When you focus only the essentials, you’ll start getting what you want.
What do you want? It’s a fair question, one that, frankly, most people can’t answer. They haven’t put in the time to really figure out what they’re doing, where they’re headed, and how they’re going to get there. In the words of best-selling author Darren Hardy:
“Most people drift through life without devoting much conscious energy to figuring out specifically what they want and what they need to do to get themselves there.”
Once you realize what you want, you’ll see the essential things you need to do to get there. That’s when you’ll start making progress and stop wasting so much time being ineffective.
When my writing business started to take off, I was able to narrow my most essential things to do to 3 things:
- Write great content
- Create great products
- Sell those products
Everything else was non-essential.
So that’s what I did. I started focusing entirely on my writing, and selling great products I created. I invested thousands of dollars into important online tools, like better email capability, online course creation, and webinar tools.
In the past, these expenses would’ve been impossible to swallow — if you told me 3 years ago that I’d be paying $300 a month just to host all my email subscribers…I would’ve fainted.
But these are essential expenses, and as a result, I’m making far more money than ever before, and working less hours than ever before. Now that I know my essentials, I can spend all my time doing those things and trust I’ll get the results I want.
When you focus on the essentials, you’ll start getting what you want.
“What do you need to do to sleep peacefully?” -Greg Mckeown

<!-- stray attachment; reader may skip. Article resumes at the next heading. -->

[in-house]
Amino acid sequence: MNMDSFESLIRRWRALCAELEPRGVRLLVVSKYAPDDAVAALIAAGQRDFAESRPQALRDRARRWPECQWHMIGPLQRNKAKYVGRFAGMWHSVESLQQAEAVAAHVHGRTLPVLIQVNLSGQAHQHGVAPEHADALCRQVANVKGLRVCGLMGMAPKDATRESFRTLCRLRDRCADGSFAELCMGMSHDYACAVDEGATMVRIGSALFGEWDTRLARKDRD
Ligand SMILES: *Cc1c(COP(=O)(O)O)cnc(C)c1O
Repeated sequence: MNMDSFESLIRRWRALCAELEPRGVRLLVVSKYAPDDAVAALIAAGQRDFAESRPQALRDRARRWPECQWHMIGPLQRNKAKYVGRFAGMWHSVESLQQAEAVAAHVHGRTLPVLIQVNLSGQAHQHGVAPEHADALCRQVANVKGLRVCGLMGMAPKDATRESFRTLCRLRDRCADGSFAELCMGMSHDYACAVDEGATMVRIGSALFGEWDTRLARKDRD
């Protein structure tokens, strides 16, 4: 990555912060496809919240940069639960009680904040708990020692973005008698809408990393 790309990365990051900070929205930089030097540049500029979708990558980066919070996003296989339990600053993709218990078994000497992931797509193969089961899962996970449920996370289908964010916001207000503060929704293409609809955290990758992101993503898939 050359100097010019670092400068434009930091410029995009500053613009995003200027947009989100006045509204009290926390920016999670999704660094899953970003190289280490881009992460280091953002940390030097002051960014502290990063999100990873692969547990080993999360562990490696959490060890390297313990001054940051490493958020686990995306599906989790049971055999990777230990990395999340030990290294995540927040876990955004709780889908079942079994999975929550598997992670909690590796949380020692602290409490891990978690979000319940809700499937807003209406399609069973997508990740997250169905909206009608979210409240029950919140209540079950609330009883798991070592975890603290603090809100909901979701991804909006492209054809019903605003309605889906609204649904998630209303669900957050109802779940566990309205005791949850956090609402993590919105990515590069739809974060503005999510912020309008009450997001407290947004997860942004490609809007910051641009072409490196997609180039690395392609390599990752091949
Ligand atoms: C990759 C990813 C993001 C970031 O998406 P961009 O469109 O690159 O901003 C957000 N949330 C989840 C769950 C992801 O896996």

Wherever You Are, Be There
“Wherever you are, make sure you’re there.” -Dan Sullivan
Most people’s focus is spread far too thin to achieve anything meaningful.
Instead of narrowing their time and energy into only what is most important — family, health, personal development, leaving a legacy — they’re bogged down by countless obligations they don’t care about.
Most people spend the bulk of their most potent energy reserves on (when you really look at it) essentially meaningless tasks: Email. Commuting. Complaining. Television. Partying.
Many of these are simply inconsequential tasks we build up to be of utmost importance.
The worst part about prioritizing minutiae over Legacy Tasks (the projects that truly define who you are) is you become less and less present in whatever you’re doing.
If you’re not present and fully engaged with whatever you’re currently doing, you’ll always experience subpar and diluted results, relationships, and outcomes.
Wherever you are — be there.
“You cannot overestimate the unimportance of practically everything.” -John C. Maxwell.
In Anders Ericsson’s book Peak: Secrets From the New Science of Expertise, he describes how world-class experts become so skilled — basically, how they become so effective at what they do.
When they were practicing and training, these world-class performers were 100% engaged. Nothing else mattered. Chess grand masters, mixed martial artist champions, and professional athletes had one thing on their mind — whatever it was they were currently doing. They didn’t dilute their time and energy by multitasking and thinking of other projects. “It is better to train at 100% effort for a shorter time than 70% for a longer period,” Ericsson explains.
The same went for resting. Once they stopped training, they forgot about practice entirely. When they were off the clock, every fiber and thought was spent on recovery and relaxation.
100% focus when you’re training. 100% relaxing when you rest.
“100% when you’re working, 100% when you’re not.” -Anders Ericsson
“Only once you give yourself permission to stop trying to do it all, to stop saying yes to everyone, can you make your highest contribution towards the things that really matter.” -Greg Mckeown, Essentialism
The busy life will leave you tired, unfocused, and generally ineffective in everything you do.
The world’s most extraordinary and effective people spend their time very differently than everyone else — they say no to almost everything, and spend most of their time on only the essential. That’s why they’re so effective.
You need to start saying no more — to people, projects, and tasks that are keeping you stuck where you are. What got you here won’t get you there. You make progress by removing obstacles that keep you stuck.
Wherever you are, be there. Be focused on being present, wherever you are.
When you focus on the essentials, that’s when you’ll start getting what you want. That’s how you become hyper-effective.
“Beware the barrenness of a busy life.” -Socrates